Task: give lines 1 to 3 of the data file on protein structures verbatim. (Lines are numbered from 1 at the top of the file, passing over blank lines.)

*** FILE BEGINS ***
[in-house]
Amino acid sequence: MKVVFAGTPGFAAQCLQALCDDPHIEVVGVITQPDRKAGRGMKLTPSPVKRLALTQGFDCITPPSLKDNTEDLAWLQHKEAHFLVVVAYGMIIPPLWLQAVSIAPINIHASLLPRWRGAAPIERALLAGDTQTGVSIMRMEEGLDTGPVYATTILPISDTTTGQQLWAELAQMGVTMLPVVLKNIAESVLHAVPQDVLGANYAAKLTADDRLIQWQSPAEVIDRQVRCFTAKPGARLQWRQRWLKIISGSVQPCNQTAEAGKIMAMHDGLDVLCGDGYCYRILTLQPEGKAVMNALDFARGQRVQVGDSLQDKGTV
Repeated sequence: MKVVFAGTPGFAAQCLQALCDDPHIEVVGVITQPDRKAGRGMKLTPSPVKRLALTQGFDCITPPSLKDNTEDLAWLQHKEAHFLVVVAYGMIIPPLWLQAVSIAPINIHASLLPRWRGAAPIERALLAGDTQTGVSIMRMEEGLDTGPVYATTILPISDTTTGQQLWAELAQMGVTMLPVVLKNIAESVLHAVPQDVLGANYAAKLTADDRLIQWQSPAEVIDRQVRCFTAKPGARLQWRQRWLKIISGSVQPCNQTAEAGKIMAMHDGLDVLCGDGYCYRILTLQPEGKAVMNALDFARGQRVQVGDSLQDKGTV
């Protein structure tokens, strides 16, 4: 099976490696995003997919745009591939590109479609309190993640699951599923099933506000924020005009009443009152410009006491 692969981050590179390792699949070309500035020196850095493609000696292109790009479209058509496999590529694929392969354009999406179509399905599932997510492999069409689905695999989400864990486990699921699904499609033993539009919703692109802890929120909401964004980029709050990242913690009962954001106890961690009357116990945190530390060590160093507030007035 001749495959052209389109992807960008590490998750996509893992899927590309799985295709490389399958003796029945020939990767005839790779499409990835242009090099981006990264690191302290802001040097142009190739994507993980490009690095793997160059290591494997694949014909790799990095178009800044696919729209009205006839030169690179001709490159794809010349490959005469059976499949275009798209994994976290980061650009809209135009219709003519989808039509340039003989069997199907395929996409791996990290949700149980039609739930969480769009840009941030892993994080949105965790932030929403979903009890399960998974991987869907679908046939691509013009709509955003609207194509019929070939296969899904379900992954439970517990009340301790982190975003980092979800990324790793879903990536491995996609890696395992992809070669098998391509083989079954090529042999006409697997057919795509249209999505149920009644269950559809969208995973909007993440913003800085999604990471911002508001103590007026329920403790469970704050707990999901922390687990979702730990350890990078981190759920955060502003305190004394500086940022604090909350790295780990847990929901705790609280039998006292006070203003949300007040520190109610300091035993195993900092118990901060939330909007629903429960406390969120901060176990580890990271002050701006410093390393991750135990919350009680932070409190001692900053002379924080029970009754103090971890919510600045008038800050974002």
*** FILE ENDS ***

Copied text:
[in-house]
Amino acid sequence: MKVVFAGTPGFAAQCLQALCDDPHIEVVGVITQPDRKAGRGMKLTPSPVKRLALTQGFDCITPPSLKDNTEDLAWLQHKEAHFLVVVAYGMIIPPLWLQAVSIAPINIHASLLPRWRGAAPIERALLAGDTQTGVSIMRMEEGLDTGPVYATTILPISDTTTGQQLWAELAQMGVTMLPVVLKNIAESVLHAVPQDVLGANYAAKLTADDRLIQWQSPAEVIDRQVRCFTAKPGARLQWRQRWLKIISGSVQPCNQTAEAGKIMAMHDGLDVLCGDGYCYRILTLQPEGKAVMNALDFARGQRVQVGDSLQDKGTV
Repeated sequence: MKVVFAGTPGFAAQCLQALCDDPHIEVVGVITQPDRKAGRGMKLTPSPVKRLALTQGFDCITPPSLKDNTEDLAWLQHKEAHFLVVVAYGMIIPPLWLQAVSIAPINIHASLLPRWRGAAPIERALLAGDTQTGVSIMRMEEGLDTGPVYATTILPISDTTTGQQLWAELAQMGVTMLPVVLKNIAESVLHAVPQDVLGANYAAKLTADDRLIQWQSPAEVIDRQVRCFTAKPGARLQWRQRWLKIISGSVQPCNQTAEAGKIMAMHDGLDVLCGDGYCYRILTLQPEGKAVMNALDFARGQRVQVGDSLQDKGTV